How off-duty police officer and his Great Dane helped in capture of two escapers

Two violent offenders who escaped from William Head were recaptured Tuesday night in Esquimalt not because of increased police patrols or security efforts, but because they commented to a dog walker on the size of his Great Dane.

The problem was that the dog walker was an off-duty police officer, RCMP Sgt. John Ferguson from the Vancouver Island Major Crimes Unit.

article continues below

Ferguson said two men were walking toward him along the walkway in West Bay. One said: “What a big dog,” and the other said: “What a great dog,” to which he responded: “He’s a big baby.”

Ferguson had just seen a police bulletin that morning about James Lee Busch, 42, and Zachary Armitage, 30, who had escaped from William Head at about 6:45 p.m. Sunday night. Because it was local, he had paid extra attention to the bulletin. “There was no doubt it was them.”

He ducked around a corner and called 911. While doing so, he lost the men for a moment, so he asked a young couple if they had seen the men and they confirmed they had.

After locating them again, Ferguson began to follow the men at a distance — with Lewis in tow.

The dog, who was at the end of his regular walk and tired, was neither inconspicuous nor pleased at the turn of events. Ferguson said the Great Dane kept turning to his owner, as if to ask: “Why are we turning around? Why are we walking so far?”

Ferguson called 911 again to update the location but the call was disconnected.

As he made a third call, about four Victoria police cars went by, flying in the direction of the inmates. He kept an eye on them, and the arrest took place within one or two minutes, he said.

Ferguson said he was walking so close to the men, he probably would have recognized the prisoners regardless of their comments about his dog. “Who’s to say? Making that comment definitely drew attention to them — attention they didn’t want.”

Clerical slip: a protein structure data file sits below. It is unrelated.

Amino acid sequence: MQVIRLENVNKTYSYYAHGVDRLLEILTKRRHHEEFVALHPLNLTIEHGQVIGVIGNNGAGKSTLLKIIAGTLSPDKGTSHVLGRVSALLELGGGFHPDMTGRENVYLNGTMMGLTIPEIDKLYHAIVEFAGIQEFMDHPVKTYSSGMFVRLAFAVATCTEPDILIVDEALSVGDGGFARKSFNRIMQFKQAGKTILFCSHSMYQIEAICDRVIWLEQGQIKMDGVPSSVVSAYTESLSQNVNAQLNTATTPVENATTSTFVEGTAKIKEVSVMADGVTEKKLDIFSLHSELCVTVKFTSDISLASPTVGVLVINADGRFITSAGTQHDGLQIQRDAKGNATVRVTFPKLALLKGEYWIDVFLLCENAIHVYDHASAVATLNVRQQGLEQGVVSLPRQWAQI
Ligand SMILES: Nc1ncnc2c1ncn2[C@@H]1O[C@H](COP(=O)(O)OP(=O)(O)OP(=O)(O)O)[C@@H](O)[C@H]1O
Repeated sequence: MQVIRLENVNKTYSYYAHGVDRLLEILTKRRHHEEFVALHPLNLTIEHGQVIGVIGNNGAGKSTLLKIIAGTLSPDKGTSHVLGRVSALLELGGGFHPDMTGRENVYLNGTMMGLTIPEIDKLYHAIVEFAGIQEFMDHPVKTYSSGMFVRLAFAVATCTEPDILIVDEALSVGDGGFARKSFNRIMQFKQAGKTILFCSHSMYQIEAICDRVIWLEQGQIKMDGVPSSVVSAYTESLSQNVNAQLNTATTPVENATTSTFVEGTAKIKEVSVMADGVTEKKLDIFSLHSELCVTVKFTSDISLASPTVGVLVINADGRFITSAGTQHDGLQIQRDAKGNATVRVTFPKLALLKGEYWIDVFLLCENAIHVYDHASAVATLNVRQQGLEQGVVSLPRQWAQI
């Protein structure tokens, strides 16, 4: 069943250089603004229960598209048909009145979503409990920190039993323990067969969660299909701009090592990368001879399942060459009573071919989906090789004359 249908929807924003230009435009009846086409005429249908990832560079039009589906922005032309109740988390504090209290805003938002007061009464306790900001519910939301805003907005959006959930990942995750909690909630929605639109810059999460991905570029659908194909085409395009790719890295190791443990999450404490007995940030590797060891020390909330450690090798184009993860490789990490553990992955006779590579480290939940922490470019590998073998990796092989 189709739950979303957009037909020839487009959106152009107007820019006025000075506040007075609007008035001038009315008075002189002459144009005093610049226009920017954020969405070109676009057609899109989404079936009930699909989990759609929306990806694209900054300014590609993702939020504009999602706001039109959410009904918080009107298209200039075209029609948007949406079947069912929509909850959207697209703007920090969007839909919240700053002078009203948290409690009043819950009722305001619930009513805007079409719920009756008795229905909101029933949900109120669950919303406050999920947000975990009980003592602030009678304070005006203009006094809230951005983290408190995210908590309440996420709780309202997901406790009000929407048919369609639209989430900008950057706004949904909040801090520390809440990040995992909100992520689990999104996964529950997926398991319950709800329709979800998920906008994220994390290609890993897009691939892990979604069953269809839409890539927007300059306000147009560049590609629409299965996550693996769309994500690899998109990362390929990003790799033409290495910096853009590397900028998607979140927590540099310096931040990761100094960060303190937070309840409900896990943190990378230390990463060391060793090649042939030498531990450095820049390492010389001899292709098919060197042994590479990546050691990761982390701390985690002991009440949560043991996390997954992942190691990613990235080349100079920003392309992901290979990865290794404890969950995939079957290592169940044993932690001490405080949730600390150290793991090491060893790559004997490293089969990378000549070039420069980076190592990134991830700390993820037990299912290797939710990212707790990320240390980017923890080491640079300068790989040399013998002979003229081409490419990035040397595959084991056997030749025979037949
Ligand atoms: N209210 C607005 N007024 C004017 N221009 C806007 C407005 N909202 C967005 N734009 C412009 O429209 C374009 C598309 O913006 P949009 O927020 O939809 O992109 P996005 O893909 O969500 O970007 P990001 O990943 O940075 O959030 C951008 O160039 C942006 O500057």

Whether it was the sight of Lewis or a taste of freedom, “they seemed like happy-go-lucky guys,” said Ferguson.

Victoria police took the inmates into custody about 8 p.m., said West Shore RCMP Const. Nancy Saggar.

“I would say for two people who are clearly escaped inmates, who should be hiding, to be out in a well-lit area and pathways, it was very brazen,” said Saggar. “It suggests to me an air of almost confidence in their ability to go undetected, and that’s what ultimately led to their capture here.”

Victoria police turned the inmates over to West Shore RCMP. Busch was serving a sentence for second-degree murder and Armitage was in for aggravated assault and robbery.

The inmates’ capture is a relief for West Shore RCMP and the community, said Saggar.

West Shore RCMP brought in extra resources to search for the inmates.

Lewis the Great Dane had an honorary badge bestowed on him by West Shore RCMP on Wednesday.

The inmates’ history of violent crimes and escape had raised questions among Metchosin residents, including Mayor John Ranns, about why the pair were in a minimum-security facility surrounded only by the Pacific Ocean and an eight-foot-high fence.

The escapers were previously in maximum- and medium-security prisons, and were sent to William Head because they were found to be at low risk to reoffend or escape by the Correctional Service of Canada.

William Head is a “releasing” prison, where inmates are prepared for conditional release into the community.

The inmates’ escape will trigger a review of their security placement and they will not be returned to William Head Institution “because they have shown an inability to reside at a low-risk security institution,” said assistant warden Anthony Baldo.

In April 2009 in Sudbury, Ont., then 19-year-old Armitage beat Shaun Dupuis on the head with a blunt object, robbing him and leaving him a quadriplegic and unable to speak. Dupuis died in 2013 of a related infection. In 2011, Armitage pleaded guilty and was sentenced in a Sudbury court to 18 years in prison for his attack on Dupuis and for another violent robbery the same month.

In 2010, Busch was sentenced to life in prison with no chance of parole for 15 years for the second-degree murder of Sandra Marie Ramsay, 41, over a $20 debt.

ceharnett@timescolonist.com

Read Related Topics

© Copyright Times Colonist

Find out what's happening in your community.

Most Popular